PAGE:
So, what kind of thinking goes along with anxiety, depression and sadness?

Anxiety, Sadness, and Depression

  • Anxiety is typically a person thinking about bad things happening in the future.
  • Depression is typically a person thinking about an unappealing future.
  • Sadness is often a person imagining a future with something missing.

Now it’s not always that simple. For instance, anxiety can be a person thinking about a bad past experience and projecting that into the future. People suffering with depression often also see the past as bleak, as well. But they all have something in common. They involve projecting thoughts into the future. Let’s go into a little more detail…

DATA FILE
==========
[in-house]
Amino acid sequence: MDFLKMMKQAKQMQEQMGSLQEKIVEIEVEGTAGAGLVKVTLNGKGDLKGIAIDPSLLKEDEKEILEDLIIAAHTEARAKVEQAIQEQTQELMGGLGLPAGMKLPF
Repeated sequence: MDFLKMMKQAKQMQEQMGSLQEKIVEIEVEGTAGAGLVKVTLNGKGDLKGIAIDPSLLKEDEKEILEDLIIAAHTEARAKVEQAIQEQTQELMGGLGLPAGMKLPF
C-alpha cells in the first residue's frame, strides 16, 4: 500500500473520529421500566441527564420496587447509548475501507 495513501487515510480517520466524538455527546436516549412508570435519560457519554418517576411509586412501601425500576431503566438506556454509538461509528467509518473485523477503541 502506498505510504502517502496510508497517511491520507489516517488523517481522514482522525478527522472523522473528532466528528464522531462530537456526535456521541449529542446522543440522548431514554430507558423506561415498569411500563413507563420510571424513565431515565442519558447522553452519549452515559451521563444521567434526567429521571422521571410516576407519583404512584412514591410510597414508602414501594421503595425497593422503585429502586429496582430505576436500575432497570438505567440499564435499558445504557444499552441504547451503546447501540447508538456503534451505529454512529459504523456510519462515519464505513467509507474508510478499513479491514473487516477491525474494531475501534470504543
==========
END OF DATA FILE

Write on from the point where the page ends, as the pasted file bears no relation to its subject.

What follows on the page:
You can’t be anxious unless you’re anticipating something bad happening. In other words, you’re using your brain to imagine a scenario in the future where something you don’t like occurs. It’s useful to do that as thinking about what could go wrong helps keep us safe. But when it goes beyond the planning stage and becomes chronic, it’s a problem.

Both meditation and mindfulness may help a person be ‘in the moment’, rather than projecting into the future. That’s one way to combat anxiety.


I’ve thought a lot about sadness over the years. When my father died, I was sad for a long time. I remember having an interesting thought… I typically saw my father for a couple of hours, once every few weeks in the years before he died. I remember thinking, “Shouldn’t I only be sad for a couple of hours, every few weeks, then?”